Judaism And Islam

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Judaism and Islam

The abundant literature on Muhammad and Judaism reflects the continuing scholarly debate regarding the decisive role played by Judaism in the shaping of Islam. More than a century after Western scholars first suggested Muhammad's indebtedness to Judaism, the subject of Judaism's impact on Islam is still largely a matter of intense disagreement. For those who adhere to the tenets of Islam, the whole issue is complicated: Islam represents the true and absolute trust, and Judaism is but an imperfect reflection and distortion of that true faith. For scholars outside of the Islamic tradition, the degree of Islam's indebtedness to Judaism and the relative influences of Christianity and Judaism are at the heart of the debate (Barakat, 89).

A complex and nuanced analysis of the many issues involved in the relationship between Islam and Judaism can be found in the study by Wasserstrom, who argues that the kind of “borrowing” should be abandoned in favor of a pattern that analyzes the process of “accommodation of the other” that occurred among both Jews and Muslims in response to one another. Wasserstrom is interested in the creative teamwork that resulted from this accommodation, a process that yielded what he terms “products of mutuality.” Each of the six chapters in this book investigates the process of self-definition by which both Judaism and Islam sought to legitimate themselves through their interpretations of the other religion (Abraham, 35). .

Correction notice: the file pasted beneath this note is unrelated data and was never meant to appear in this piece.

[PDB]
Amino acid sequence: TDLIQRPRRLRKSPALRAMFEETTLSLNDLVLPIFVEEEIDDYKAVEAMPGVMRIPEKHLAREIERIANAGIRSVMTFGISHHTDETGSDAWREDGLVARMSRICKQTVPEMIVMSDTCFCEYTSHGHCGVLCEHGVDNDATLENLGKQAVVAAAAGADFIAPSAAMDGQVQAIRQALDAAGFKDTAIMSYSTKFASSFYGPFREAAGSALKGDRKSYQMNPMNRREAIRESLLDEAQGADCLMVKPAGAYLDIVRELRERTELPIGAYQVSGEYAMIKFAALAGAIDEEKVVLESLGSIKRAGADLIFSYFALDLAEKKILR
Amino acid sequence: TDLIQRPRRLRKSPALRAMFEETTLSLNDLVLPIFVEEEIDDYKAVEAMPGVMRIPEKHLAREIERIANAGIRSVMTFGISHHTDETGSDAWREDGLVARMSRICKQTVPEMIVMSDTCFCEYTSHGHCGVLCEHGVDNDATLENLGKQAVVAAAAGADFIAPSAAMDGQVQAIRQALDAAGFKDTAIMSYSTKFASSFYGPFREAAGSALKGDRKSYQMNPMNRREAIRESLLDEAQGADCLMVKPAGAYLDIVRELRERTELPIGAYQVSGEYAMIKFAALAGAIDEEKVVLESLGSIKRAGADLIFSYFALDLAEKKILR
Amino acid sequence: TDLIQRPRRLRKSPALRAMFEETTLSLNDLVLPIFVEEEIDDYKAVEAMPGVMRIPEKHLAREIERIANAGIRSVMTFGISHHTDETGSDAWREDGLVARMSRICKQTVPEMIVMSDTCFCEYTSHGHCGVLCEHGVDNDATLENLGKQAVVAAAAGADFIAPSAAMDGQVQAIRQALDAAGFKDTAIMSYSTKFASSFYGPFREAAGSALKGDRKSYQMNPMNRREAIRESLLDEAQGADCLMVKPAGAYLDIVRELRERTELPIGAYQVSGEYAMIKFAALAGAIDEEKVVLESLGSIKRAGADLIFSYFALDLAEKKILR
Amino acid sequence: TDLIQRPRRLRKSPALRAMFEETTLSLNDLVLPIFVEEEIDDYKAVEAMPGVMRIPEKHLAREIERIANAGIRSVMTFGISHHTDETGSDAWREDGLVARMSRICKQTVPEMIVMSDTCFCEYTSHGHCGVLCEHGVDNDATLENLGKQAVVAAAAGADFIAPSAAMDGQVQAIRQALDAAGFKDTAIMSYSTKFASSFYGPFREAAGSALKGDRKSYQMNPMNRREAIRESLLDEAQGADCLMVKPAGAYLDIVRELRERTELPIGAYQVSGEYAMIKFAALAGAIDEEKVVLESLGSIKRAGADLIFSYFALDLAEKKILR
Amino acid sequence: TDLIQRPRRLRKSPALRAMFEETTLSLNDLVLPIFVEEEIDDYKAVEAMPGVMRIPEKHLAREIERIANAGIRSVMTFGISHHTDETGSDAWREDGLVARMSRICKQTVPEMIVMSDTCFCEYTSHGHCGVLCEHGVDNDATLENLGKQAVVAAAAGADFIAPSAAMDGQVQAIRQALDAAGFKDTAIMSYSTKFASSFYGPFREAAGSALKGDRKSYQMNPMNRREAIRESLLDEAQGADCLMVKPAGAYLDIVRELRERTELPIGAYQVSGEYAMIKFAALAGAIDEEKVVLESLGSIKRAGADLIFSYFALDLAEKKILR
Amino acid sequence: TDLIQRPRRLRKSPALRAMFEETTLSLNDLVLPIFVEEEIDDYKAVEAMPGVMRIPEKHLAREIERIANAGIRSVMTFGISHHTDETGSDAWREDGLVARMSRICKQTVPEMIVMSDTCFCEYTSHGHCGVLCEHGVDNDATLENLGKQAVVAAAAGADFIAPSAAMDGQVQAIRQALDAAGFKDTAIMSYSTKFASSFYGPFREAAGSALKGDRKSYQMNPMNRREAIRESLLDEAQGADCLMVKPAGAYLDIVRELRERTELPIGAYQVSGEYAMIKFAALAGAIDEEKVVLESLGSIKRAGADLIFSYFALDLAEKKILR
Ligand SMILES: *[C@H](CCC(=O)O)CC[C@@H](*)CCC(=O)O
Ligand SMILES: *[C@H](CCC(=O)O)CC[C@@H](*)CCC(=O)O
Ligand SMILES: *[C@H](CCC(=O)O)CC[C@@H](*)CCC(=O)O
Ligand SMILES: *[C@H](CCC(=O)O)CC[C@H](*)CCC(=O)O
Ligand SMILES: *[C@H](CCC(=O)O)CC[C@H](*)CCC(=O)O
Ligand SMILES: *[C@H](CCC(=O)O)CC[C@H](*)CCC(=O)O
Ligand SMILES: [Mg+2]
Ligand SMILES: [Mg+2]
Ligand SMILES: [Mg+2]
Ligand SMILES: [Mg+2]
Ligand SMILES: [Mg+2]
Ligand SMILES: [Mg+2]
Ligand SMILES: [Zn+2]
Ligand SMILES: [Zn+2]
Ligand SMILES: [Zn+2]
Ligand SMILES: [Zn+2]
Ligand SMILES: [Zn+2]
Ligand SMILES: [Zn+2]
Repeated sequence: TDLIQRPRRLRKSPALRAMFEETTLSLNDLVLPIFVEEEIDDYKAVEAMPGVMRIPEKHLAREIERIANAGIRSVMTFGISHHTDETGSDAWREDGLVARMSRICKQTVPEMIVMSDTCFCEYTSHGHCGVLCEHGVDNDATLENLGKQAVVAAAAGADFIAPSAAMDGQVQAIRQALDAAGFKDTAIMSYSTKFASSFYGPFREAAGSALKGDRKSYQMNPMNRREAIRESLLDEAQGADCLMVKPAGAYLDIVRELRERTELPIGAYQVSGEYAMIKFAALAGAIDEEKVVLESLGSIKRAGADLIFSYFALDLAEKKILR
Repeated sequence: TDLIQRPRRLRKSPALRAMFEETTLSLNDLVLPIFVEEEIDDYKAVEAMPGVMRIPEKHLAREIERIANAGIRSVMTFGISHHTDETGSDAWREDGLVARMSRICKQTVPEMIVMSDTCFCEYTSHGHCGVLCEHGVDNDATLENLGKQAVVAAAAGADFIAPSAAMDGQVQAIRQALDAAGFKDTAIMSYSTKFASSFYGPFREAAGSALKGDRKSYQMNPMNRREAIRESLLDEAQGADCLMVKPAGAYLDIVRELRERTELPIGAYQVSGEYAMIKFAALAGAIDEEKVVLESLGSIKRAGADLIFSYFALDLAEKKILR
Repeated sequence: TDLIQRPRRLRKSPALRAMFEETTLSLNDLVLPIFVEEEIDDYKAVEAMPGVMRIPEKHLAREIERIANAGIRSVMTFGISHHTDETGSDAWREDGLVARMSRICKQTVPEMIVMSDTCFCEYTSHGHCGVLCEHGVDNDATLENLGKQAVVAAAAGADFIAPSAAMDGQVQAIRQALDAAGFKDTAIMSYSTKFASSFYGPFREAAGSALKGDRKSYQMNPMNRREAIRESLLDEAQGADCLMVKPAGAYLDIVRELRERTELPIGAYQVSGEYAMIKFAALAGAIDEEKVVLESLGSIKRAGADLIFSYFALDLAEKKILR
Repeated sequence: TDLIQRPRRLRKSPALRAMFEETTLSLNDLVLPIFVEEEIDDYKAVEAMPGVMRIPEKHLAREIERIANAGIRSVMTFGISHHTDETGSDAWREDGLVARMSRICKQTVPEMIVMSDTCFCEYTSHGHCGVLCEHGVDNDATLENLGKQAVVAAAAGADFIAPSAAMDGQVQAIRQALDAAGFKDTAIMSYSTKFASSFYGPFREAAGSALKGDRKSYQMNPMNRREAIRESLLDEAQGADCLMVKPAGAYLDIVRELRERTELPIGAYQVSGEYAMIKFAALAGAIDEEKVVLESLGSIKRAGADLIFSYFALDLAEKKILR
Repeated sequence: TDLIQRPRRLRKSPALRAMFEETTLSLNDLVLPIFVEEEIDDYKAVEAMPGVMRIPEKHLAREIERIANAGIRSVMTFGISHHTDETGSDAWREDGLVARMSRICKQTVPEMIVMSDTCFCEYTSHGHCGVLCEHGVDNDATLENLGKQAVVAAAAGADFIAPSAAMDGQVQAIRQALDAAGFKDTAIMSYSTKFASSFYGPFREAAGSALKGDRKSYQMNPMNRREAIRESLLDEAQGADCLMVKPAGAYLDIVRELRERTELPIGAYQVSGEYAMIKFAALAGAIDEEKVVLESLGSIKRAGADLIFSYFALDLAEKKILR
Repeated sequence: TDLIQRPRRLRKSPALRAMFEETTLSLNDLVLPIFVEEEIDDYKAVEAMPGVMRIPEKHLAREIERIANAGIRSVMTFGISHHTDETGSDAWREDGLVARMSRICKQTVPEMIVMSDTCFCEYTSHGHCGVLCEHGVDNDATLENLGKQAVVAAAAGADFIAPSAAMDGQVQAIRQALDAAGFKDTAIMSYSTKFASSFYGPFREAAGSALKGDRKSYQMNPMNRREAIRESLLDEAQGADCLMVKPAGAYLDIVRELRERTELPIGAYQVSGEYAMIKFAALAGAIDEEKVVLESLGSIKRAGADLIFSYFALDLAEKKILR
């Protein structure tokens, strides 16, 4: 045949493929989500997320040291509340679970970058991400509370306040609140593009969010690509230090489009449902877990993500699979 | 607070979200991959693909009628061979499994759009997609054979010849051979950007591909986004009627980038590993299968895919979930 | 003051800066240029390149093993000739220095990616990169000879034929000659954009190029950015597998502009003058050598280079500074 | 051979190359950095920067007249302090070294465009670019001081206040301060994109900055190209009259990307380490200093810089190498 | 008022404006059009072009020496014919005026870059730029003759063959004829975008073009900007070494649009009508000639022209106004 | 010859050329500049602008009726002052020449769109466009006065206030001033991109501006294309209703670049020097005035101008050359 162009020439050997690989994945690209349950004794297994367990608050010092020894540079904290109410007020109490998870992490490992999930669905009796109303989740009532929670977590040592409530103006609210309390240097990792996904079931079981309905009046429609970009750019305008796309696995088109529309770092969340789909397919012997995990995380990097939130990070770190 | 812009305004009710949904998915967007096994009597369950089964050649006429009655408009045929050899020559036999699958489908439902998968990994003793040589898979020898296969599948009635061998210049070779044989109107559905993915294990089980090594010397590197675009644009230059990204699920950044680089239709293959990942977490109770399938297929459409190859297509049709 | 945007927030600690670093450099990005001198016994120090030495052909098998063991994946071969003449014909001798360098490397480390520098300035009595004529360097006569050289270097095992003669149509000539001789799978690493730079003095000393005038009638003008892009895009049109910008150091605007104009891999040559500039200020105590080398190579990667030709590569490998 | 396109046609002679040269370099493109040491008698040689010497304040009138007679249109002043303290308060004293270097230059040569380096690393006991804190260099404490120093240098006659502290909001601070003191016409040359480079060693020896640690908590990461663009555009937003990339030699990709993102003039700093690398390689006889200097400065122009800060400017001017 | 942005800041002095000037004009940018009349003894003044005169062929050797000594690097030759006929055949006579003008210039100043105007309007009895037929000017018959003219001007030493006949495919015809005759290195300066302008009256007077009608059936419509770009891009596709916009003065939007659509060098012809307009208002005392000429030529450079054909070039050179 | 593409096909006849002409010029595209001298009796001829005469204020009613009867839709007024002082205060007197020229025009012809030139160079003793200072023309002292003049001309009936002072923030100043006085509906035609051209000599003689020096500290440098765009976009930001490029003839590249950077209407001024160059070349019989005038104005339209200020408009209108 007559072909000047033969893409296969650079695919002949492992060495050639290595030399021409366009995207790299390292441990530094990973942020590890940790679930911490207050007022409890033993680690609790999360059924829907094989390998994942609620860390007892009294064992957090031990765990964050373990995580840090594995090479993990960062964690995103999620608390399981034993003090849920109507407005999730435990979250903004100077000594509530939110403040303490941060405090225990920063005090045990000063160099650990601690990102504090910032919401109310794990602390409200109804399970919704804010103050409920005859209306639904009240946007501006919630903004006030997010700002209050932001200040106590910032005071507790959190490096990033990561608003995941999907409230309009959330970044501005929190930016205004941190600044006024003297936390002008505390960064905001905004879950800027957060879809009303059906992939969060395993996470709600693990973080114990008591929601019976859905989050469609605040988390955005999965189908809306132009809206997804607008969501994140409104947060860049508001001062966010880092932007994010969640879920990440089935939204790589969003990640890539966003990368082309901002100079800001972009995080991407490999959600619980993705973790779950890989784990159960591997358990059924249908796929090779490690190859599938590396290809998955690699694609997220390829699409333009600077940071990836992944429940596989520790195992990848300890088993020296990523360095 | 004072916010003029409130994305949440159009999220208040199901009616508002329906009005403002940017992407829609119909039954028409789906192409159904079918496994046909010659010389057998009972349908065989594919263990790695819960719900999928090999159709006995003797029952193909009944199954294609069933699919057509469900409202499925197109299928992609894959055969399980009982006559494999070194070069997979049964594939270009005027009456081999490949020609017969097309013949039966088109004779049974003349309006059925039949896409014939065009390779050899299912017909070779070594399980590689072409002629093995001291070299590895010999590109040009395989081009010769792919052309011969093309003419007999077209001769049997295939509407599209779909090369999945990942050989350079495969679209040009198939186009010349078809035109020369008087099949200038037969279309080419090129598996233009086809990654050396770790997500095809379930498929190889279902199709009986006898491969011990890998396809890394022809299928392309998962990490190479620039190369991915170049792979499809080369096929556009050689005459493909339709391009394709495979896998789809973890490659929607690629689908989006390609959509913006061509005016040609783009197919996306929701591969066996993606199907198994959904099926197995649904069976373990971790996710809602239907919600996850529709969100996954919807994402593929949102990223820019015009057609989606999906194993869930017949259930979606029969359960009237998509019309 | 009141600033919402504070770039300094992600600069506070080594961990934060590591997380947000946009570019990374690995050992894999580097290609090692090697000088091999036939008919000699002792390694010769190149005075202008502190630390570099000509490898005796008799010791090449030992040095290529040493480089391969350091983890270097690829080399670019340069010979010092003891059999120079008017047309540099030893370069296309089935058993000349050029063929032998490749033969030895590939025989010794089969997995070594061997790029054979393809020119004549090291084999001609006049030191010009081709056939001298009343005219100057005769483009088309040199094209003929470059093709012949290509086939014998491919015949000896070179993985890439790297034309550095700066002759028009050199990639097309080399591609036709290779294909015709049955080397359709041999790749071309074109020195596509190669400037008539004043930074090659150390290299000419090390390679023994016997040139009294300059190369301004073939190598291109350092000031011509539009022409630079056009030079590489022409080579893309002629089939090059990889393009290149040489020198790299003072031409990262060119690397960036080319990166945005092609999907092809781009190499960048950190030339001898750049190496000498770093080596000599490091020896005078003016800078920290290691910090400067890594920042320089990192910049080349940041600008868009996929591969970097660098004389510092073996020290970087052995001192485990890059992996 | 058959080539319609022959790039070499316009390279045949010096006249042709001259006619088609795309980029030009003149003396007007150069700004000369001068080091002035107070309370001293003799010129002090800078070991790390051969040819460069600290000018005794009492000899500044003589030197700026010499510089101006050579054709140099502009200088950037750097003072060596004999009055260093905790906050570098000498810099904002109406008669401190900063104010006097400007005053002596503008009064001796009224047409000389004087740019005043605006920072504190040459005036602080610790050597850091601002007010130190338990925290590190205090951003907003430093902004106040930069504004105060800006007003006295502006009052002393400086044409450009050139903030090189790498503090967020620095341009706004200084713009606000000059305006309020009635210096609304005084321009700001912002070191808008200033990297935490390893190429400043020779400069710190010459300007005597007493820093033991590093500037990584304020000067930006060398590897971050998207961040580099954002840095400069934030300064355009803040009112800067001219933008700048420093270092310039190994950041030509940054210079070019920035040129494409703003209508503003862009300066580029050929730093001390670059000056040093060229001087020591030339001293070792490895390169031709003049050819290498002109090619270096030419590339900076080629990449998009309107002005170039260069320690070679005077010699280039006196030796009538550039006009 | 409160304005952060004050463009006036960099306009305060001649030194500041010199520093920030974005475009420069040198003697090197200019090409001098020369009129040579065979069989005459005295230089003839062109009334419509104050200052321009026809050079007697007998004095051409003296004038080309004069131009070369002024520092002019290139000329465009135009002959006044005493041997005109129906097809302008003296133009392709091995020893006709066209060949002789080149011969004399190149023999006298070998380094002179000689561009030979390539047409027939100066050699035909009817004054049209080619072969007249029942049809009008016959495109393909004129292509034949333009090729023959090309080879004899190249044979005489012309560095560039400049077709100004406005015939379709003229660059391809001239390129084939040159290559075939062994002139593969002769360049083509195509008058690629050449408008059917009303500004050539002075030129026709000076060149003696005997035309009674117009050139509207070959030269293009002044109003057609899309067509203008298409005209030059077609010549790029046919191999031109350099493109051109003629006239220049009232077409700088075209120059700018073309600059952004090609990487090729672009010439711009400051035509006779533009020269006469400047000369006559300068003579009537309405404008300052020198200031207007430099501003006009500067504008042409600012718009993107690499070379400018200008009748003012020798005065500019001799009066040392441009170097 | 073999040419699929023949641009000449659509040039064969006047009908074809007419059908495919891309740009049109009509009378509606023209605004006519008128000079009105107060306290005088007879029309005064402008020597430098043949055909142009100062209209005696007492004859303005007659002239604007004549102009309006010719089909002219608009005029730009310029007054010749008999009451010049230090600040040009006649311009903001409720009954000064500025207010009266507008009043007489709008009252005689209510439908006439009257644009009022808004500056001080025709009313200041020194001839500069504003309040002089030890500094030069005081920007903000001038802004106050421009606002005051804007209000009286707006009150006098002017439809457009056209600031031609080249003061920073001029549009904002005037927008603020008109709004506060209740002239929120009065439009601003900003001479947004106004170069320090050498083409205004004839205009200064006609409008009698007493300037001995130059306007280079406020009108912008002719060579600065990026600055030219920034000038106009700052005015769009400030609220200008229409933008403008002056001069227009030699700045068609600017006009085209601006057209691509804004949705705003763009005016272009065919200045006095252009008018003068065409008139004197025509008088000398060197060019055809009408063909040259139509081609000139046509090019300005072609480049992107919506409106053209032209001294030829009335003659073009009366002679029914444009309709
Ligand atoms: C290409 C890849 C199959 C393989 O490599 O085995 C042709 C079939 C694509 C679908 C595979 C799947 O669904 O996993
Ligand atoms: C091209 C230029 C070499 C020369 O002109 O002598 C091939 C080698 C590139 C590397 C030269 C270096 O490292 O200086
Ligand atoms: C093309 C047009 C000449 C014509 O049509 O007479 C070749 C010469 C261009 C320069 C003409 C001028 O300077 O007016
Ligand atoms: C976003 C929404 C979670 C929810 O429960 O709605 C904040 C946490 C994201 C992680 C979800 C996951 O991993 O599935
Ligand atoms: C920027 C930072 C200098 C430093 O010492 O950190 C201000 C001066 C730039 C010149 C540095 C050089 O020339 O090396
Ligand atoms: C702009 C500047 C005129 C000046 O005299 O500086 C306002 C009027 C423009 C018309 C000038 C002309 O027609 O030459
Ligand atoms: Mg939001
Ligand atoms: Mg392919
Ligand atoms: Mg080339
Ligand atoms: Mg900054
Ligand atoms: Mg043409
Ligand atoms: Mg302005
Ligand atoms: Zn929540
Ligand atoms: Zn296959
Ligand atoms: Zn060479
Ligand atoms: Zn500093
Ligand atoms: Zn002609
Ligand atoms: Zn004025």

Most discussions of Judaism and Muhammad accord centrality to Muhammad's relations with the Jews while he served as lawgiver and mediator in Medina. Watt examines the relations between the prophet and the mighty Jews of that city after Muhammad's departure in 622. Watt notes in the early part of Muhammad's life in Medina a “tendency to make his religion similar to that of the Jews and to encourage his Medinan followers to continue Jewish practices, which they had, adopted.” The author attributes to this policy such practices as the original adaptation of Muslim prayer toward Jerusalem, the license to eat the bread of the “People of the Book,” and the Kuranic authority allowing male followers of Muhammad to marry Jewish women. Despite Muhammad's efforts, the Jews of Medina rejected his overtures to establish a religious and political union. According to Watt, once Muhammad was rebuffed, he understandably began to assert his independence from the Jews, adopting a new approach that culminated in both mental and physical attacks ...
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